Jose Andres and Andrew Zimmern (Monday, 12 March, 3:30 to 4:30 PM, Food) – Okay, so this isn’t conference sessions isn’t music related all. But if you follow me on Instagram, you know how much of a foodie I am, and Jose Andres is a major celebrity in the Washington, DC area. More recently, he has been prominently involved in helping to feed the victims of Hurricane Maria in Puerto Rico and the California wildfires and mobilising fellow chefs in the efforts. Andrew Zimmern is known the world over as the host of the tv programme Bizarre Foods, where he’s gone all over and eaten some pretty, er, unusual grub, shall we say. It’s easy to forget that outside his wacky Bizarre Foods persona, he’s a James Beard award winner, chef, educator and all around encyclopedia about food.

Keith Urban (Friday, 16 March, 12:30 PM, Music Culture & Stories) – As big of an industry American country music is here, I have to admit it’s not a genre I rate and we’ve pretty much overlooked it in our coverage on TGTF. If you are curious how “the other half lives”, you can do so by listening to Keith Urban’s talk about his career that has led to a bewildering 22 #1 hits and multiple Grammys, American Country Music Association Awards and Academy of Country Music Awards.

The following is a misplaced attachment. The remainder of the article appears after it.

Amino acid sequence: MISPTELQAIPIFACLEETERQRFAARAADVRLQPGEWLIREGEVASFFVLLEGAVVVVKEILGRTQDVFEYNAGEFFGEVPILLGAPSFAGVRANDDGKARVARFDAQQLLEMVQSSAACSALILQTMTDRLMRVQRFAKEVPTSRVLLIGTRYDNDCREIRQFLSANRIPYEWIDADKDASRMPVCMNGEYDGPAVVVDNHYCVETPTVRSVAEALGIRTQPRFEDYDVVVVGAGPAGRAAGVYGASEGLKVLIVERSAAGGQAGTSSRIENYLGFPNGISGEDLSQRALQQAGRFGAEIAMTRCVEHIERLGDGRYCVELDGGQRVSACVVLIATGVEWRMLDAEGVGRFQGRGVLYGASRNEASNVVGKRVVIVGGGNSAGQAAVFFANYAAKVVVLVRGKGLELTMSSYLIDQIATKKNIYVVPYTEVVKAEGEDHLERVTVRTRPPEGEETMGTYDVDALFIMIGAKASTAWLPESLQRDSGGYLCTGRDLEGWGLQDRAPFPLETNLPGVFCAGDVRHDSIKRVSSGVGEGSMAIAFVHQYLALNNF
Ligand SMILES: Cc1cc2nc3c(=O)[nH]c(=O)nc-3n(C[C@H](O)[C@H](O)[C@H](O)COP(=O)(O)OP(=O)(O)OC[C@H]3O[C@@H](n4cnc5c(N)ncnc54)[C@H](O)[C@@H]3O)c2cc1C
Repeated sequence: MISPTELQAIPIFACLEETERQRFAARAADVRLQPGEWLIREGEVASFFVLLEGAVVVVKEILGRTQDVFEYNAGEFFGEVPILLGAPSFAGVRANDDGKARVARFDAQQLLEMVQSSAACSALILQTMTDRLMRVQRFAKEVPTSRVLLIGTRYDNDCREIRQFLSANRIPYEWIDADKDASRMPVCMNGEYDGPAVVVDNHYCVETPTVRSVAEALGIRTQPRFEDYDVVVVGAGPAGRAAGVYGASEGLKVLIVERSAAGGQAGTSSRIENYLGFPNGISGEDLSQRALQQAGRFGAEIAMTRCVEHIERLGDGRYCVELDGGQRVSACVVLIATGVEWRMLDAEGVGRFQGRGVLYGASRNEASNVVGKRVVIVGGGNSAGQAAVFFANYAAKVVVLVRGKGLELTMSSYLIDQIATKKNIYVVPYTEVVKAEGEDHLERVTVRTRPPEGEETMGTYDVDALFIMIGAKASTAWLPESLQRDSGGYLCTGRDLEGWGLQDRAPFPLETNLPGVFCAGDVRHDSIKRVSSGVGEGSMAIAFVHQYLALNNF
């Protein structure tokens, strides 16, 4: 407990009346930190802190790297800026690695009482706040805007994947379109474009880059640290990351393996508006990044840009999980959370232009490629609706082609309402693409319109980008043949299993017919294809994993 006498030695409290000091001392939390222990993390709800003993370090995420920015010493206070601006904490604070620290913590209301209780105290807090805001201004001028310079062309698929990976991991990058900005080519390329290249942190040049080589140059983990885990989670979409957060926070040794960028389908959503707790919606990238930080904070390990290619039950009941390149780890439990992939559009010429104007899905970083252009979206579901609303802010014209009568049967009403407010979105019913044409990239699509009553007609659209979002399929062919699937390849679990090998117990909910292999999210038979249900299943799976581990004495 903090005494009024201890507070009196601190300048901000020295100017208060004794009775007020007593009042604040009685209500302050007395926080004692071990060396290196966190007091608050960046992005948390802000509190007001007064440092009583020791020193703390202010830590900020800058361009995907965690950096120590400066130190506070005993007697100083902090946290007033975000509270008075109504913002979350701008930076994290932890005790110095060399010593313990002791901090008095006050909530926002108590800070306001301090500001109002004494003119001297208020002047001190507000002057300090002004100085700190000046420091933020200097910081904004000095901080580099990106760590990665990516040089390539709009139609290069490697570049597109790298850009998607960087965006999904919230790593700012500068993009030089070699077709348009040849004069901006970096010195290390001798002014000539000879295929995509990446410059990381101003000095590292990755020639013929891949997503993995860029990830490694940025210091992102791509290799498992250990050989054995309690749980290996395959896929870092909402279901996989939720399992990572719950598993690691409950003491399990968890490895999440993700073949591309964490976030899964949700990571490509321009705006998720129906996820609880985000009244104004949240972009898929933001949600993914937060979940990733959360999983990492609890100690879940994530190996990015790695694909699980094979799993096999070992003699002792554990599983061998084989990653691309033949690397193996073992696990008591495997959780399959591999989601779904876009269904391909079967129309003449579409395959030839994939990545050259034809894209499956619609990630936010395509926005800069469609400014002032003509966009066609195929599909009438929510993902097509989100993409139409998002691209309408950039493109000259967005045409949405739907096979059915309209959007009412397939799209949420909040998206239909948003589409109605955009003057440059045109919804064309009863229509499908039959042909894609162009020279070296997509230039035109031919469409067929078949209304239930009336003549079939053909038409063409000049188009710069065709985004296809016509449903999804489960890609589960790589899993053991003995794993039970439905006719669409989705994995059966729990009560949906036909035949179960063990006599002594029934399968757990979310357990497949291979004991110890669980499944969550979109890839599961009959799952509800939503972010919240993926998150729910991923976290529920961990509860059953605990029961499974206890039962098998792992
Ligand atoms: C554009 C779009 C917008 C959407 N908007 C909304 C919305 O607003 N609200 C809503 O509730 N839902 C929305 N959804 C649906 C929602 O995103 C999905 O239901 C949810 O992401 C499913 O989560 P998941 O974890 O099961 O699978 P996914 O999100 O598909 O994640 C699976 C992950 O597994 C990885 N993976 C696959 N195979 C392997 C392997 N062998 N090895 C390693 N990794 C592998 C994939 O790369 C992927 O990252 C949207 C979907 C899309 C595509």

Kim Deal and Steve Albini (Wednesday, 14 March, 5 PM, Music Culture & Stories) – Kim Deal was as the original bassist for The Pixies and singer and guitarist of The Breeders with her sister Kelly. Kim Deal will sure to say plenty to say about breaking the mould of rock and into grunge and alternative rock. Steve Albini appeared as the keynote speaker at Output Belfast 2016. In Austin, Albini will be providing his perspective on alt-rock from the producer’s side of things.

Lyor Cohen (Wednesday, 14 March, 11 AM, Music Industry) – Lyor Cohen is the Global Head of Music at YouTube and Google, overseeing domestic and international music partnerships and artist and label relations for his companies. He is also a founder of 300, a record label with an eclectic roster of up-and-coming artists. Prior to his current positions, Cohen was the Chairman and CEO of Recorded Music for Warner Music Group, having a big part in launching the careers of The Killers, Ed Sheeran, The Black Keys and many more successful artists of today.

Melinda Gates (Sunday, 11 March, 2:00 PM, Interactive) – Bill’s better half will be moderating a panel talk entitled, “The Company We Keep”, which is expected to include innovators of technology, new business models and new social movements. They will discuss how these new developments have led to changes in how companies run their workplaces and have fostered inclusive environments and creativity.

Sadiq Khan (Monday, 12 March, 2:00 PM, Convergence) – Sadiq Khan may be the first Muslim to serve as the mayor of a major Western capital, but he’s become more famous as the strong, stoic leader of London in the face of some of Britain’s most challenging times in recent memory. As a Keynote Speaker, he will no doubt be speaking about London Town’s special position as a hotbed for technological innovation, a launching pad for startups and the home of some of the world’s biggest companies.